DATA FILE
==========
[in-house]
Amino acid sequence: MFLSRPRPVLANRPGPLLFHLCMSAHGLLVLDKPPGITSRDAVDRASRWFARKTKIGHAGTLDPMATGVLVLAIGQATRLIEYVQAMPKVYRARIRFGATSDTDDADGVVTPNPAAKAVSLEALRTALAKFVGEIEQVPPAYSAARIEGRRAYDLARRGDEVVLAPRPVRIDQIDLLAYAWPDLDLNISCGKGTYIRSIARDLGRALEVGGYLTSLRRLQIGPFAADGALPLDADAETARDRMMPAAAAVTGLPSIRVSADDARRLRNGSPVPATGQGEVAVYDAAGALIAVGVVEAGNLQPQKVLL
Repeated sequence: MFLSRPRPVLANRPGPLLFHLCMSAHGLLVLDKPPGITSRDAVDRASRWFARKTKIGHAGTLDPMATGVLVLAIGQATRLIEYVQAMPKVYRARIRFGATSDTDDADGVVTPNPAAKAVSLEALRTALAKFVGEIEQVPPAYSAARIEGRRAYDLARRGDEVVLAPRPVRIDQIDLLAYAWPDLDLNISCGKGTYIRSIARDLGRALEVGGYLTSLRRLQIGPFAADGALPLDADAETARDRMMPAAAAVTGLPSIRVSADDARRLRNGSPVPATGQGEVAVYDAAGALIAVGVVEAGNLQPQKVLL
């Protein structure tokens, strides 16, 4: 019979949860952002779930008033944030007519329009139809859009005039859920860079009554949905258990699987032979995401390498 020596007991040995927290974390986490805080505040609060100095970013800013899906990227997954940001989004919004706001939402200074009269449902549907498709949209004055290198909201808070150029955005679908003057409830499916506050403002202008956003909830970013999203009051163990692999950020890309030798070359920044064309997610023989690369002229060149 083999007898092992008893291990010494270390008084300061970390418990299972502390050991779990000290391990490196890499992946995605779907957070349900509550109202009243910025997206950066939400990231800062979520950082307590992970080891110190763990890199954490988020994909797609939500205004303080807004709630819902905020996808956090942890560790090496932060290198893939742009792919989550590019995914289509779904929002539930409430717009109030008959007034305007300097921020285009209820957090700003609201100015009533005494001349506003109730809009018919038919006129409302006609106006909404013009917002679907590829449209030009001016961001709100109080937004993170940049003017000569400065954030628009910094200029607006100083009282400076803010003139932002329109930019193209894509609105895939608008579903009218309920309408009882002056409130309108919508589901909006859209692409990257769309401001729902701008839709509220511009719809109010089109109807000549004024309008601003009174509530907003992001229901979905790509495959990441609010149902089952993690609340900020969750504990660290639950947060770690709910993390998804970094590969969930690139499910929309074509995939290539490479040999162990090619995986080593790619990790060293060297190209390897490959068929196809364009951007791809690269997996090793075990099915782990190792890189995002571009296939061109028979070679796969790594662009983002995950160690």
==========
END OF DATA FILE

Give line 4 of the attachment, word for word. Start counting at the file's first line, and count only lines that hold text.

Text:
């Protein structure tokens, strides 16, 4: 019979949860952002779930008033944030007519329009139809859009005039859920860079009554949905258990699987032979995401390498 020596007991040995927290974390986490805080505040609060100095970013800013899906990227997954940001989004919004706001939402200074009269449902549907498709949209004055290198909201808070150029955005679908003057409830499916506050403002202008956003909830970013999203009051163990692999950020890309030798070359920044064309997610023989690369002229060149 083999007898092992008893291990010494270390008084300061970390418990299972502390050991779990000290391990490196890499992946995605779907957070349900509550109202009243910025997206950066939400990231800062979520950082307590992970080891110190763990890199954490988020994909797609939500205004303080807004709630819902905020996808956090942890560790090496932060290198893939742009792919989550590019995914289509779904929002539930409430717009109030008959007034305007300097921020285009209820957090700003609201100015009533005494001349506003109730809009018919038919006129409302006609106006909404013009917002679907590829449209030009001016961001709100109080937004993170940049003017000569400065954030628009910094200029607006100083009282400076803010003139932002329109930019193209894509609105895939608008579903009218309920309408009882002056409130309108919508589901909006859209692409990257769309401001729902701008839709509220511009719809109010089109109807000549004024309008601003009174509530907003992001229901979905790509495959990441609010149902089952993690609340900020969750504990660290639950947060770690709910993390998804970094590969969930690139499910929309074509995939290539490479040999162990090619995986080593790619990790060293060297190209390897490959068929196809364009951007791809690269997996090793075990099915782990190792890189995002571009296939061109028979070679796969790594662009983002995950160690």